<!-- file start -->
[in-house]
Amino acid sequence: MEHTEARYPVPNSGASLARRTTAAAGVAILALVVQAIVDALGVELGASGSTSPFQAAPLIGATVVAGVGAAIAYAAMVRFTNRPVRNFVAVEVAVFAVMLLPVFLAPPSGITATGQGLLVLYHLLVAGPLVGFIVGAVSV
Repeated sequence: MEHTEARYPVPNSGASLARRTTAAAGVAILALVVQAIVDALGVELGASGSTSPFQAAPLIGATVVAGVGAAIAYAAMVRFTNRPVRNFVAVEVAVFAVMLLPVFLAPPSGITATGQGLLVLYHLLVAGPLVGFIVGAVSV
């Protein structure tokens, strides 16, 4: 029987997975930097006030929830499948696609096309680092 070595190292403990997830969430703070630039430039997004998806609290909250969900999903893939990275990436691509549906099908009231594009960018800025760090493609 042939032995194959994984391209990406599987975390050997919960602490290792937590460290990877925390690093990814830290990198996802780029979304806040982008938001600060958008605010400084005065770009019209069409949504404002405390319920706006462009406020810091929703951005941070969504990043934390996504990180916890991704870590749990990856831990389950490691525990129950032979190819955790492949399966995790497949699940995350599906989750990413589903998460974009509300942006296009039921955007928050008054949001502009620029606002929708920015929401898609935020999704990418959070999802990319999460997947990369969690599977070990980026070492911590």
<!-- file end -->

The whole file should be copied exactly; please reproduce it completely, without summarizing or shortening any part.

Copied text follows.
[in-house]
Amino acid sequence: MEHTEARYPVPNSGASLARRTTAAAGVAILALVVQAIVDALGVELGASGSTSPFQAAPLIGATVVAGVGAAIAYAAMVRFTNRPVRNFVAVEVAVFAVMLLPVFLAPPSGITATGQGLLVLYHLLVAGPLVGFIVGAVSV
Repeated sequence: MEHTEARYPVPNSGASLARRTTAAAGVAILALVVQAIVDALGVELGASGSTSPFQAAPLIGATVVAGVGAAIAYAAMVRFTNRPVRNFVAVEVAVFAVMLLPVFLAPPSGITATGQGLLVLYHLLVAGPLVGFIVGAVSV
């Protein structure tokens, strides 16, 4: 029987997975930097006030929830499948696609096309680092 070595190292403990997830969430703070630039430039997004998806609290909250969900999903893939990275990436691509549906099908009231594009960018800025760090493609 042939032995194959994984391209990406599987975390050997919960602490290792937590460290990877925390690093990814830290990198996802780029979304806040982008938001600060958008605010400084005065770009019209069409949504404002405390319920706006462009406020810091929703951005941070969504990043934390996504990180916890991704870590749990990856831990389950490691525990129950032979190819955790492949399966995790497949699940995350599906989750990413589903998460974009509300942006296009039921955007928050008054949001502009620029606002929708920015929401898609935020999704990418959070999802990319999460997947990369969690599977070990980026070492911590």